I'm sure I will be corrected, but I actually believe that 95% or more of the readers of this forum. are amateurs who intend to remain that way.
Those thusly put off will be happy to know that some of the best musicians in the world do not play scales, as such! What they do, is to practice interesting scale like passages from pieces they are learning, or from their repertoire.
The idea is to play "these scale like" passages slowly and carefully a couple of times as a warm up. Then when you get to the piece in your practice routine, that passage will be a little easier.
As a matter of fact slow practice is a lot like slow food. It is more enjoyable and actually is the trick to playing rapidly. Just relax and listen to the music you are making.
Don't worry too much about expression, it will come through all by itself as you play. All the tricks in the world can't hide a boring person"s playing!
A lot of good points in this posting, in my opinion!
I share your assessment that most of us here are amateurs. However, amateurs and professionals have one thing in common: they want to play as well as they can, given the time, talent and resources at their disposal. Professionals play for money and recognition, amateurs play for personal satisfaction. These are equally strong motivators, to my mind.
Yes, we must realise that "practising scales" is not just playing "doh, re, mi, fa, so, la, ti, doh'" and back down again. When I was learning to sing, my teacher had me sing broken scales like "doh, mi, re, fa, mi, so, fa, la, so, ti, la, re', doh'". Or "doh, re, doh, mi, doh, fa, doh, so, doh, la, doh, ti, doh, doh', doh" (try that one along the rows of your anglo - you may discover some interesting alternative fingerings!)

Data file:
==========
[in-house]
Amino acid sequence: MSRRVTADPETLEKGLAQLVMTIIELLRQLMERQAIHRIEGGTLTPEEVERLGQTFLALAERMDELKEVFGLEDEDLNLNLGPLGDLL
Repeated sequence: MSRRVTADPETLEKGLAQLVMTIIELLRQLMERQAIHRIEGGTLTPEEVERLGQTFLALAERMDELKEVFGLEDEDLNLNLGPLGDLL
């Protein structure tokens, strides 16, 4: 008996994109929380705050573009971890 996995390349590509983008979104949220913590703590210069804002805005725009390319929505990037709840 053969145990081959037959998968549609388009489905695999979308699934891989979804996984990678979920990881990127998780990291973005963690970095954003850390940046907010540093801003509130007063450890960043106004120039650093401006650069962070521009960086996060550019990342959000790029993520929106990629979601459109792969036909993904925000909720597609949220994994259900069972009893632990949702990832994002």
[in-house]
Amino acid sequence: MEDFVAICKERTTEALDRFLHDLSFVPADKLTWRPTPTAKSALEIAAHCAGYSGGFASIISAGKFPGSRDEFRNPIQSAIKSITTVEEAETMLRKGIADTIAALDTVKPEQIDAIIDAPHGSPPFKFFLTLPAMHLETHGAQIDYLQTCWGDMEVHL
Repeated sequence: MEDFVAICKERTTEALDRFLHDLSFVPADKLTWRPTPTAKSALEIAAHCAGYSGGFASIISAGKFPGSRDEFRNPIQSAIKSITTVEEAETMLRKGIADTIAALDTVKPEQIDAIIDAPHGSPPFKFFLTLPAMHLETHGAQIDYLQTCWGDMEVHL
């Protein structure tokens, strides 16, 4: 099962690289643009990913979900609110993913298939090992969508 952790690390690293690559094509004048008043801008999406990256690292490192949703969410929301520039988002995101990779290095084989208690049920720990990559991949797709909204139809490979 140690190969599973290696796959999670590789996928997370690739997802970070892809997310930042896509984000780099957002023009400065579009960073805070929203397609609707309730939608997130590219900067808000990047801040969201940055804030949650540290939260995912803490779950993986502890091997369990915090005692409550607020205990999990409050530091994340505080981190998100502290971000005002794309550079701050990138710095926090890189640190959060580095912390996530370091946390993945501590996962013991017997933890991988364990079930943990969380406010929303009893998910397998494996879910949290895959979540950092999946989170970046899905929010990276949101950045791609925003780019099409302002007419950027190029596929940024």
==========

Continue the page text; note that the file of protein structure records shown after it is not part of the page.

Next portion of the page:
These are the "scale-like passages" you wrote about, and they can be used to practise phrasing, too (e.g. "DOH-mi, RE-fa, MI-so ..."). you can give the notes different time values; you can do the whole exercise in 3/4 time or 4/4 time; you can build up the volume and take it down again, etc.
If you then put a chord under each note (or phrase) of the exercise (probably easiest on an anglo), you've got a pretty little etude, which does not have to be boring, but still gets your ear and fingers accustomed to finding all the right notes and the appropriate chords.
Make up words to it, if you like. Even if you only sing them mentally, they will help to shape the music.
I've heard top-class musicians recommend slow practice, too. If you always play fast passages up to speed, your brain tends to delegate them to the fingers, and if the fingers get knotted, the brain no longer knows what to do, and you crash out. Playing slowly, concentrating on each note, keeps you in charge of affairs.
And yes, expression is not a matter of skill or tricks or neat fingerings. Skill has to do with producing the right notes in the right sequence. This is instrument-specific. Expression has to do with the music itself - with finding the coherent phrases and making them audible by accentuating the appropriate notes and glossing over others (using your instrument-specific skills, of course). This is something that a musician can transfer from his first instrument to a subsequently learned instrument. And remember, the first instrument that most of us learn is The Voice! A pretty good guideline to expressive phrasing is to sing the passage through, and then try to play it like that.
Whether you do all this for four hours a day, like a pro, or for ten minutes each evening, like an amateur, is to my mind only a matter of degree.
A famous French Impressionist painter once said that the secret of being a good painter was never to let a day pass without putting pencil to paper at least once. By analogy, even the amateur concertinist with a demanding day job can usually find the time (say, 5 minutes, including unpacking and repacking the concertina) to run through one of those "scale-like passages", just to remind his fingers of where the notes are. I've done this with difficult passages in tunes I've been learning - notably that descending scale passage in "The Sailor's Hornpipe" - and it works wonders!